Lijun Pan was listed in MAINTAINERS for IBM's VNIC driver with their IBM email up until 3 days ago, when they changed their email to their personal address and changed themselves from M ("Mail") to R ("Reviewer").
Then, today, they received these instructions: "Please remove yourself completely from the maintainers file. I grant you a 1 time exception on contributions to VNIC to make this change."
It looks to me like there's been a change in the organization--either in this employee's assignment or in their policies surrounding contributing to their VNIC driver--that this employee was trying to bypass by identifying their commits as now being part of a personal hobby.
Employees giving themselves personnal privileges using company resources, while being specifically asked to remove themselves from those that they had has employee, is vastly different context than "he was there as a hobby and ibm cracked down on him".
Claiming that reviewing patches is a "privilege" is bad for the kernel, and bad for IBM.
Regardless, it's not a great look for anyone involved here.
They swapped from their work email to the personal email, which indicates, they won't be working on it during work time.
This is an open-source project and isn't the same as adding another GitHub user to a private org or something.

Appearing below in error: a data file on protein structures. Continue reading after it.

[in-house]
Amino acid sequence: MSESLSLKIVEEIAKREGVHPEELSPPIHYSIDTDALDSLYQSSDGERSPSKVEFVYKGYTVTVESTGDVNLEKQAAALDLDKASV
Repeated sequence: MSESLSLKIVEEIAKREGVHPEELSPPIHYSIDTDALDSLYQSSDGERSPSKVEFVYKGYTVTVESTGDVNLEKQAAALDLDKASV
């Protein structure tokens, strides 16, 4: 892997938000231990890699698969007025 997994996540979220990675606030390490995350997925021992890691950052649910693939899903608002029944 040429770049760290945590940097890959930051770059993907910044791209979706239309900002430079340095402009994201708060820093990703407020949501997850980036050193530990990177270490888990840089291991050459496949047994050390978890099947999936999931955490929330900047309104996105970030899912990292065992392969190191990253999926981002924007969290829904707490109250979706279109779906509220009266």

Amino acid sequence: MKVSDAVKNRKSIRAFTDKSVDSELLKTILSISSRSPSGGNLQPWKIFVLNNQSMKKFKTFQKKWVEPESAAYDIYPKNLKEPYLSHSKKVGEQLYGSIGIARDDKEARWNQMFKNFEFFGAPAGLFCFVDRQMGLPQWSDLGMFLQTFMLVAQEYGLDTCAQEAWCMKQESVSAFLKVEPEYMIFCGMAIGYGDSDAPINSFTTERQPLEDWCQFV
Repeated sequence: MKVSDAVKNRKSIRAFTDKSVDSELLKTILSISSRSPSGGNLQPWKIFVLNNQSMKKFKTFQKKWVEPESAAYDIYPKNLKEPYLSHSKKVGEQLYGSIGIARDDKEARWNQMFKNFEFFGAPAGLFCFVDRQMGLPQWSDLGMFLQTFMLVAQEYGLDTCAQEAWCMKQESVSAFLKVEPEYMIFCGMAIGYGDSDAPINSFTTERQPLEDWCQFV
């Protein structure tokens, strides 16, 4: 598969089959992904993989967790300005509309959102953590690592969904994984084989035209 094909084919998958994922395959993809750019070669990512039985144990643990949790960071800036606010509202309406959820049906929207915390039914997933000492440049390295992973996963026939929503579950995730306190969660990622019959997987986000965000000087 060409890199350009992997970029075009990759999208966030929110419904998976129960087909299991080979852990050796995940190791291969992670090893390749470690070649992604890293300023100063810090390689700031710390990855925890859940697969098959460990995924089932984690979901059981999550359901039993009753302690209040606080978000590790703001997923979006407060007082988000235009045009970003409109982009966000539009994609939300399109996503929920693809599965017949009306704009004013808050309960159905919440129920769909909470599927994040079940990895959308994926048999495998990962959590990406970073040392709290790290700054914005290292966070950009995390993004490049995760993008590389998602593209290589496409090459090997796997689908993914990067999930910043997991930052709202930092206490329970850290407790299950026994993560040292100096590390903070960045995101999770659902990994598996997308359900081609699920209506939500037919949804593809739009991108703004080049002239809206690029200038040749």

Would they had been added to that list using their personal email if they removed themselves THEN asked someone with the authority to do so to add them back on their personal account? Everything points to no. Ergo they misused their employees position.
> Would they had been added to that list using their personal email if they removed themselves THEN asked someone with the authority to do so to add them back on their personal account? Everything points to no.
What makes you say this? No commits make it into the official Linux kernel without being peer-reviewed and approved. The original change was signed off by another (non-IBM) maintainer, and would have to be signed-off again by Linus before making it into the official kernel. There have been many cases where a developer stopped working on the kernel in a professional capacity, but continued to do so in a personal capacity, and none of the Linux maintainers objected to this. Why would they? The developer has valuable experience and knowledge about the code base.
I don't see any aspect of abuse of authority/privilege here, just an employee/employer contract dispute.